Exploring the Science and Challenges of Cryonics – Preserving Life Through Extreme Cold and the Hope of Resurrection

Before delving into the intricacies of cryonics, let us first contemplate its precursor: hibernation. The North American black bear adeptly moderates its heart rate from 55 beats per minute to a mere 9 beats per minute during hibernation. Remarkably, a span of half a year spent in hibernation merely ages the bear by approximately one month. Examination of the hibernation phenomenon unveils tantalizing prospects for human adaptation. Nonetheless, while the prospect of protracted hibernation tantalizes, its practical application remains circumscribed. Hibernation, after all, merely decelerates the flow of life rather than halting it altogether.

At the heart of cryonics lies its principle: freezing.

To traverse the temporal expanse into the future, one must embrace the realm of genuine cryonics technology. By estimations, subjecting the human body to temperatures plummeting to minus 196 degrees Celsius results in an aging process slowed to a glacial pace—24 million years for every second elapsed under normative conditions. However, the domain of cryonics presents challenges far more daunting than those encountered in human hibernation. Foremost among these challenges is the conundrum of organ preservation. One proposed solution involves the rapid freezing of organs, circumventing the deleterious effects of hypoxia. Consider, for instance, the instantaneous preservation of a fish through immersion in liquid nitrogen, only to be seamlessly restored to vitality upon reintroduction to its aquatic milieu—an eloquent demonstration of the efficacy of rapid freezing technology.

Yet, beyond the specter of organ hypoxia, cryonics confronts another formidable obstacle: the menace of ice crystals. These crystalline formations, spawned during the process of freezing, burgeon within the body, imperiling cellular integrity until breaching the delicate confines of the cell membrane. This pernicious propensity accounts for the diminished freshness of meats consigned to domestic refrigeration. Contrastingly, in the rapid freezing of fish via liquid nitrogen, the precipitous drop in temperature forestalls not only organ distress but also impedes the crystallization of bodily fluids. Entranced in a vitrified stasis, the fluid remains impervious to the ravages of freezing, preserving the internal milieu of the fish unscathed.

While fish subjected to liquid nitrogen-induced freezing may endure, their longevity remains curtailed. A pivotal factor contributing to their transient survival is the inevitability of traversing the temperature threshold conducive to ice crystal proliferation upon thawing, thereby imperiling cellular viability. Though tolerable in the context of food preservation, such marginal ice crystal damage renders this method unsuitable for the preservation of living organisms.

Upon breaching the freezing point, the wood frog embarks on a chilling transformation: within a mere 10 minutes, its dermal surface succumbs to the icy embrace; within 3 hours, its circulatory conduits congeal, arresting the rhythmic pulsations of heart and mind; within 24 hours, a staggering 65% of its corporeal form lies ensnared in frost’s icy grip. Externally, the wood frog assumes the visage of a sculpted effigy, yet within lies the dormant ember of life, poised to reignite upon the advent of warmer climes.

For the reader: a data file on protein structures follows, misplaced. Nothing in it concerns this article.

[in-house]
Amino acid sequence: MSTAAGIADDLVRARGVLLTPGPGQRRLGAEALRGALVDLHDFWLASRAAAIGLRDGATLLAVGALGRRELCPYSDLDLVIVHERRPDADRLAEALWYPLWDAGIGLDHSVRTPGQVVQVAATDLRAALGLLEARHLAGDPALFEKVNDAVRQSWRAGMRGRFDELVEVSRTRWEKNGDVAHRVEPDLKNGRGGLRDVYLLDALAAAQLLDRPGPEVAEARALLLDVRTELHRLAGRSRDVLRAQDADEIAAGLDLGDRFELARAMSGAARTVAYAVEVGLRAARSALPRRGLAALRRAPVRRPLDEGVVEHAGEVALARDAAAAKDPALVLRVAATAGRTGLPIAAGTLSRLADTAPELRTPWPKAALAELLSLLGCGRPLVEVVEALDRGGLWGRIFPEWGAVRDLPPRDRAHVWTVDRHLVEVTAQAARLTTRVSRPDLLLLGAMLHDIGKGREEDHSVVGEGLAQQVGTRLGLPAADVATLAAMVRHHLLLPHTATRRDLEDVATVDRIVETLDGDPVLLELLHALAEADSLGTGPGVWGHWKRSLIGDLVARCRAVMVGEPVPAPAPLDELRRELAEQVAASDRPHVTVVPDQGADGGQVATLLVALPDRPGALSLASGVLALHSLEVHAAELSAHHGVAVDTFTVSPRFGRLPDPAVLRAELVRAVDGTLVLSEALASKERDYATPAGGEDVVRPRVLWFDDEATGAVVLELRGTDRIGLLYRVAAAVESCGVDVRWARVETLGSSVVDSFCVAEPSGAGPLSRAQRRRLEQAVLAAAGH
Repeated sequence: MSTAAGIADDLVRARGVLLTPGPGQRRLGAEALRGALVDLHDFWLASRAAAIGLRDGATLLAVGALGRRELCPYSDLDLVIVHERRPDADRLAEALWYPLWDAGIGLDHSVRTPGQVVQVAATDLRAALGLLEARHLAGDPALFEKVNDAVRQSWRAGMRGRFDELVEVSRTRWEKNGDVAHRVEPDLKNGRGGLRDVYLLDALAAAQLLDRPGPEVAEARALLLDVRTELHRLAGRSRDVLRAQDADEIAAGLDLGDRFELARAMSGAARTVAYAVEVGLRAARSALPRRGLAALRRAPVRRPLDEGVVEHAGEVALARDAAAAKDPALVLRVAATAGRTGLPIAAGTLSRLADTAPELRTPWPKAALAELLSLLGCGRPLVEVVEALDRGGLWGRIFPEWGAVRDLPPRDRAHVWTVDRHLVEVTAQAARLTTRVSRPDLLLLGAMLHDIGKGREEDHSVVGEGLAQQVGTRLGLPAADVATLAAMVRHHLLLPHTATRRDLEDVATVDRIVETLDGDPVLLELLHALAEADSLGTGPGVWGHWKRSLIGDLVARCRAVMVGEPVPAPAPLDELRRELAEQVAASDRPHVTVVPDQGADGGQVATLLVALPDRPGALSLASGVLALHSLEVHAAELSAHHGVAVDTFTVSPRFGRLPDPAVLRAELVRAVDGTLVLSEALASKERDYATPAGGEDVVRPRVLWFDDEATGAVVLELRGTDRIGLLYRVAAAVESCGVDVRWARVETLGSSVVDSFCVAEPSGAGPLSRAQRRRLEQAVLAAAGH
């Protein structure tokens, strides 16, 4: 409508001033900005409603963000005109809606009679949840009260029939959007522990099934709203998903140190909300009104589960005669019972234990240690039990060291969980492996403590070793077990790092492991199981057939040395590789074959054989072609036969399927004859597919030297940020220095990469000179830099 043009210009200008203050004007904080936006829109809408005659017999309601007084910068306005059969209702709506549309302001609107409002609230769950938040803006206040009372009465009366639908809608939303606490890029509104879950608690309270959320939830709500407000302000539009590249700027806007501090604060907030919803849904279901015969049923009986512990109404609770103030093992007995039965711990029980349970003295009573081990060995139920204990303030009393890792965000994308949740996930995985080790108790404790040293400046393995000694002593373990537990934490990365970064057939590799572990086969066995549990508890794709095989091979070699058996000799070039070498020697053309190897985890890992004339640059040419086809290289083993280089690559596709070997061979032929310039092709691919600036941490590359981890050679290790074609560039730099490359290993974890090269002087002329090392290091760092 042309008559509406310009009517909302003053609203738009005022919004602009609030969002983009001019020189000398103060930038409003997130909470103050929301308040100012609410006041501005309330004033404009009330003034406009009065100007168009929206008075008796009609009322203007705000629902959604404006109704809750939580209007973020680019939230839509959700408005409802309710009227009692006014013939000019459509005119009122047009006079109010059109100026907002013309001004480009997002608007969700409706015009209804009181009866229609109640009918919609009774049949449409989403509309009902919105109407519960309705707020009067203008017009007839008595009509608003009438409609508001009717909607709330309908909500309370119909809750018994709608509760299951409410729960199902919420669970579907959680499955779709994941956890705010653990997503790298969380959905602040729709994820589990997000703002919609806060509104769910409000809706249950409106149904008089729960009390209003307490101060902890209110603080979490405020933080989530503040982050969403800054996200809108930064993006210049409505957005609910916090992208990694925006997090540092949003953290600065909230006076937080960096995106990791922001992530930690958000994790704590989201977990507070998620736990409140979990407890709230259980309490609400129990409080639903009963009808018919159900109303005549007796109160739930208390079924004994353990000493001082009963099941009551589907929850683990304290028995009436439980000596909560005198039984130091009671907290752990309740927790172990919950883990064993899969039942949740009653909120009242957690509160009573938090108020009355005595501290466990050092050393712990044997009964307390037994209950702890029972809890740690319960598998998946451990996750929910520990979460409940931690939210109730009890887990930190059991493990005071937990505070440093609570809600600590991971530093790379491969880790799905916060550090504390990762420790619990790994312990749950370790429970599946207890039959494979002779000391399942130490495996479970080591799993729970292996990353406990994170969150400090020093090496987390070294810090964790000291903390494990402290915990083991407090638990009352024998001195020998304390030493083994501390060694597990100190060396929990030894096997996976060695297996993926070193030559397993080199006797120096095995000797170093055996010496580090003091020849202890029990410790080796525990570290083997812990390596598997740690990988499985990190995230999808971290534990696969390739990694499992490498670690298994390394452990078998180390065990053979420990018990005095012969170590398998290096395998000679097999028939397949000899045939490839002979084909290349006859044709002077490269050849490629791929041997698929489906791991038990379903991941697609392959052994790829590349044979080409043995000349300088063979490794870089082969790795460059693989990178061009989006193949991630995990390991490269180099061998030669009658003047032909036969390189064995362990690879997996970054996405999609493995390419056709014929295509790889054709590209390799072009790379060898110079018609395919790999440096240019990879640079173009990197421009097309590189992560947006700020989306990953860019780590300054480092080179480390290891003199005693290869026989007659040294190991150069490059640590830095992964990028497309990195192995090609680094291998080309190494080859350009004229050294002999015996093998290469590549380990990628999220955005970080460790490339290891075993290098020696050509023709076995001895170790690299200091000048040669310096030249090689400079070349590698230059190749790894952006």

The phenomenon of freezing precipitates a cascade of cellular events. As liquids of lesser concentration succumb to crystallization, interstitial fluids undergo osmotic depletion, exacerbating the intracellular dehydration that culminates in the corporeal breach. Yet, amidst this frigid tableau, nature bequeaths a singular marvel: the Alaskan wood frog.

Unlike its torpid brethren, the wood frog, native to the frost-bound reaches of Alaska, wields the power to self-induce a state of suspended animation. In defiance of subzero temperatures, it endures an eight-month hiatus devoid of respiration or pulsation, only to be roused with the vernal thaw.

How does the wood frog circumvent the perils of freezing? Its stratagem lies in the precise orchestration of ice crystal formation. Internally, vital organs are clustered at the core, enabling the frog to regulate the ingress of frost’s icy tendrils. Anticipating the onset of winter’s chill, the frog undertakes a twofold preparation: mobilizing stored hepatic glycogen into glucose and synthesizing urea in prodigious quantities. These maneuvers serve to elevate bodily fluid concentrations, thereby depressing the freezing point. Moreover, the frog synthesizes freeze-responsive proteins, which ensnare nascent ice crystals, forestalling their unrestrained growth. Thus fortified, the frog endures a four-hour freeze, during which approximately 70% of its bodily fluids congeal, enshrouding its vital organs in a crystalline cocoon.

In this state of suspended animation, the wood frog is bereft of heartbeat or respiration—a mere simulacrum of life. Yet within its icy confines, a vital metamorphosis unfolds. As winter’s grip tightens, glucose concentrations surge fifty- to eightyfold, while urea levels soar tenfold, heralding an era of hyperglycemia and uremia. To confront this metabolic exigency, the wood frog possesses a formidable hepatic apparatus, comprising 22% of its total mass—a veritable bulwark against the ravages of toxicity. This natural phenomenon has not escaped the notice of humanity; indeed, it serves as a testament to the efficacy of fluid concentration manipulation in mitigating ice crystal formation.